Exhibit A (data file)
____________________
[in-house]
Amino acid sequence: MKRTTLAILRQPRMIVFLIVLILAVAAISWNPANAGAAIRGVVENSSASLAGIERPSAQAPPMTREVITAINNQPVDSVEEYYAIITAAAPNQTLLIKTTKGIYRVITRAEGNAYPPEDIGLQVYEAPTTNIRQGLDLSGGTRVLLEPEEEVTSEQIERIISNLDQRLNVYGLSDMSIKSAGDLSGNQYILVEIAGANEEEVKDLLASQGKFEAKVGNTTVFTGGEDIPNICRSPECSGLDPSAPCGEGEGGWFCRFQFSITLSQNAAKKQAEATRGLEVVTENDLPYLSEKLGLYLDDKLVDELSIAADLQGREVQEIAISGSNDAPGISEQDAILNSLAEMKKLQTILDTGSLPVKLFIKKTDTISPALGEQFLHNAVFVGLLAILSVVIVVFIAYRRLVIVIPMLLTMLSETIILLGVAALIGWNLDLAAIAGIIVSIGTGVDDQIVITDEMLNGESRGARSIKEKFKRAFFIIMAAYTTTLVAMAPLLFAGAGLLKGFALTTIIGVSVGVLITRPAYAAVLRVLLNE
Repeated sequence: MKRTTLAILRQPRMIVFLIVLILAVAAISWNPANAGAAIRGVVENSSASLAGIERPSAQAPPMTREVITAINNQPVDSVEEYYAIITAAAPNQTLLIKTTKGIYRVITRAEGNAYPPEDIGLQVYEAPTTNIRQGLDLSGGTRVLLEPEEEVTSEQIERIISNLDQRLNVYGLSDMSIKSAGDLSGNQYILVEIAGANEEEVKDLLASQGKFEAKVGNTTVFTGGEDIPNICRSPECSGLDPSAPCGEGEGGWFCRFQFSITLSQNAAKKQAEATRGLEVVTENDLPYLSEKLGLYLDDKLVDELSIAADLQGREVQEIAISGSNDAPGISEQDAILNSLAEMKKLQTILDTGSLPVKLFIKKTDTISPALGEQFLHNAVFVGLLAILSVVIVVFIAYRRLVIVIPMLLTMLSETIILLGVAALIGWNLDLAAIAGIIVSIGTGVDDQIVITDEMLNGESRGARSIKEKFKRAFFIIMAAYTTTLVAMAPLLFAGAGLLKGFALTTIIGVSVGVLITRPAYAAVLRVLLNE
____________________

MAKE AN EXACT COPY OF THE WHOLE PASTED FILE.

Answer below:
[in-house]
Amino acid sequence: MKRTTLAILRQPRMIVFLIVLILAVAAISWNPANAGAAIRGVVENSSASLAGIERPSAQAPPMTREVITAINNQPVDSVEEYYAIITAAAPNQTLLIKTTKGIYRVITRAEGNAYPPEDIGLQVYEAPTTNIRQGLDLSGGTRVLLEPEEEVTSEQIERIISNLDQRLNVYGLSDMSIKSAGDLSGNQYILVEIAGANEEEVKDLLASQGKFEAKVGNTTVFTGGEDIPNICRSPECSGLDPSAPCGEGEGGWFCRFQFSITLSQNAAKKQAEATRGLEVVTENDLPYLSEKLGLYLDDKLVDELSIAADLQGREVQEIAISGSNDAPGISEQDAILNSLAEMKKLQTILDTGSLPVKLFIKKTDTISPALGEQFLHNAVFVGLLAILSVVIVVFIAYRRLVIVIPMLLTMLSETIILLGVAALIGWNLDLAAIAGIIVSIGTGVDDQIVITDEMLNGESRGARSIKEKFKRAFFIIMAAYTTTLVAMAPLLFAGAGLLKGFALTTIIGVSVGVLITRPAYAAVLRVLLNE
Repeated sequence: MKRTTLAILRQPRMIVFLIVLILAVAAISWNPANAGAAIRGVVENSSASLAGIERPSAQAPPMTREVITAINNQPVDSVEEYYAIITAAAPNQTLLIKTTKGIYRVITRAEGNAYPPEDIGLQVYEAPTTNIRQGLDLSGGTRVLLEPEEEVTSEQIERIISNLDQRLNVYGLSDMSIKSAGDLSGNQYILVEIAGANEEEVKDLLASQGKFEAKVGNTTVFTGGEDIPNICRSPECSGLDPSAPCGEGEGGWFCRFQFSITLSQNAAKKQAEATRGLEVVTENDLPYLSEKLGLYLDDKLVDELSIAADLQGREVQEIAISGSNDAPGISEQDAILNSLAEMKKLQTILDTGSLPVKLFIKKTDTISPALGEQFLHNAVFVGLLAILSVVIVVFIAYRRLVIVIPMLLTMLSETIILLGVAALIGWNLDLAAIAGIIVSIGTGVDDQIVITDEMLNGESRGARSIKEKFKRAFFIIMAAYTTTLVAMAPLLFAGAGLLKGFALTTIIGVSVGVLITRPAYAAVLRVLLNE